There is more to the windpower industry than kilowatt-hours. For instance, the first recorded windmills come from — where else — China, in about 200 BC. Here are a few other wind energy facts to share:
- Wind is the natural movement of air, but many don’t know it is caused by the Earth’s surface being unevenly heated by the sun. Thank you solar energy!
- Some of the first documented uses for wind energy sailed boats along the Nile River around 5,000 BC. China was using basic windmills for water pumping by 200 BC.
- Other early documented windmills were also designed for grain grinding before 900 AD in Persia. The vertical-axis windmills had a central shaft with vertical sails made of wood and reeds.
- Charles F. Brush was the first inventor to build a large-scale wind energy turbine for electricity generation around 1888 (just 23 years after the civil war) in Cleveland, Ohio. Weighing 40 tons, it stood 60 ft. tall with a 56 ft. diameter. The multi-bladed rotor was able to power his mansion with 12kW that charged 12 batteries. The windmill was also the first to incorporate a step-up gearbox.
- In 1931, Russia started developing a utility-scale 100-kW wind energy generator. They say it produced about 200,000 kWh near the shore of the Caspian Sea.
- Windpower grew in popularity with the unstable fossil fuels market in the 1970s. This sparked a global interest in wind turbines for power generation. Thank you fossil fuels!
- The Baltic Sea marks the location of the first commercial offshore wind farm. Installed in 1991 about 2 km. off the coastline of Vindeby, Denmark, the 11-turbine wind farm has been in operation for more than 20 years setting the expectations for many offshore projects.
Filed Under: Offshore wind, Turbines
Doug Selsam says
This article is somewhat full of it.
The known history of wind energy, is as follows:
1.) 3000 years ago in ancient Persia, all the draft animals had died off due to climate change (global warming which created the Sahara desert from a green landscape). The ancient Persians then applied the dead animals’ skins to frames they built on the same type of merry-go-round draft-wheels that the live animals had pushed, letting the wind push the wheels in a circle instead of the animals. A wall was built to block the wind on one side.
2) 2000 years ago, wind energy imitated sailboat technology, transitioned to triangular sails moving across the wind. Examples abounded in the Greek Islands.
2.5) ~1200 years ago the Chinese had a few largely unproductive designs that went nowhere. Some used flapping reed mats, and none played a role in the progress of wind energy.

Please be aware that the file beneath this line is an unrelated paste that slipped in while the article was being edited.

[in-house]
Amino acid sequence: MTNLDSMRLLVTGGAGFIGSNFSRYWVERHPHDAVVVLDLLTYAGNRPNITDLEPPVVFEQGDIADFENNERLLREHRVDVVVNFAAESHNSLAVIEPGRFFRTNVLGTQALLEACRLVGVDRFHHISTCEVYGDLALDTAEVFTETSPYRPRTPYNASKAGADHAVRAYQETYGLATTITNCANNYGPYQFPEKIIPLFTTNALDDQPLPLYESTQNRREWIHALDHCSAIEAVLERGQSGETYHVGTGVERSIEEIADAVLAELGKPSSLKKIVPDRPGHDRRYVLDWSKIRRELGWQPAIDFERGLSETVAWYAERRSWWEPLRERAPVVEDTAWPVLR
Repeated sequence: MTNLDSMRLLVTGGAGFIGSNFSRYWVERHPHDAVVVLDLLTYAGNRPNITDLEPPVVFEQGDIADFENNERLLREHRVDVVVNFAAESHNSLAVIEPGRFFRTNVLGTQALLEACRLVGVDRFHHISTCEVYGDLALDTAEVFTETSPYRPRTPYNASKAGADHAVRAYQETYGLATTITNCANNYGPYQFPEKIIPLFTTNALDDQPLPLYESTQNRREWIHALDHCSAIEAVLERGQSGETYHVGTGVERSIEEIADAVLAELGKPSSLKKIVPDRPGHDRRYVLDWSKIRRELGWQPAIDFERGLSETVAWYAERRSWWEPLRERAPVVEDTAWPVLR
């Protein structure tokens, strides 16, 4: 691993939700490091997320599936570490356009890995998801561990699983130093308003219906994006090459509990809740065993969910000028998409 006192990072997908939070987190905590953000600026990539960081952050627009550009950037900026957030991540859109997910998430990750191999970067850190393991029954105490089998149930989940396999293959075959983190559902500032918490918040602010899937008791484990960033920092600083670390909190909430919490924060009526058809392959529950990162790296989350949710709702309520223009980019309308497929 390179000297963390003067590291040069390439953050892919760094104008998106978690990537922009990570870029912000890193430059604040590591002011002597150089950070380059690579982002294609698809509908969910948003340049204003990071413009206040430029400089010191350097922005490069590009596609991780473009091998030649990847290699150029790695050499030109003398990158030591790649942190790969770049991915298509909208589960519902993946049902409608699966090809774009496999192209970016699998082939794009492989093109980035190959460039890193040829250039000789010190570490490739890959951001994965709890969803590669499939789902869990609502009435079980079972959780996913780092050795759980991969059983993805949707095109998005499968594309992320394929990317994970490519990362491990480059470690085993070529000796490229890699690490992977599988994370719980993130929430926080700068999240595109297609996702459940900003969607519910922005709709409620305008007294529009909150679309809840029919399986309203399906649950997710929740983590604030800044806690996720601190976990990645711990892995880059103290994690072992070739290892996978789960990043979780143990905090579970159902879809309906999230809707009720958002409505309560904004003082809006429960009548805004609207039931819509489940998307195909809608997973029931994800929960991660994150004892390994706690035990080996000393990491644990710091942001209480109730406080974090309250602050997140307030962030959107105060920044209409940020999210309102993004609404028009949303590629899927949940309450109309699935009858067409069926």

3) 1000 years ago, Europeans added a frame behind the cloth to lend an airfoil shape to the sails, lengthened the sails to create high-aspect-ratio blades, added the automated ability to aim, overspeed protection, as well as fire-supression systems and a gearbox.
3.5) 150 years ago: High-solidity, many-bladed, torque-based turbines were developed for pumping water. Charles Brush built a huge one with hundreds of blades, but it produced only a small fraction of the power it should have, due to using a water-pumping-type rotor for generating electricity. To this day, anyone trying to use a water-pumping windmill to run a generator will be disappointed.
4) 100 years ago someone in Denmark got the first modern (low-solidity, high-speed rotor) electricity-generating wind turbine working. The key to generating electricity is speed. The key to speed is low rotor-solidity.
5) 70 years ago a MegaWatt scale turbine was installed and operated on Grandpa’s Knob, Vermont. It quickly broke down.
6) 40 Years ago the Danes combined non-pitching blades with an induction motor and gearbox to yield the first reliable large-scale wind turbines able to be deployed in large numbers to generate electricity on an industrial scale. The key was simplicity.
7) Since then blades pitching and more sophisticated generators and electronics have advanced the industry
8) The latest generation of giant turbines imitates modern small (micro) wind turbines for powering boats, homes, cabins, and cottages, by eliminating the gearbox in favor of direct-drive permanent-magnet alternators utilizing neodymium-based SuperMagnets. The result is a drivetrain that has only a single moving part, and less wear, requiring less service over an extended life.
Nic Sharpley says
Thanks for the additional history. I am sure there are hundreds we could add. The ones above are just a few.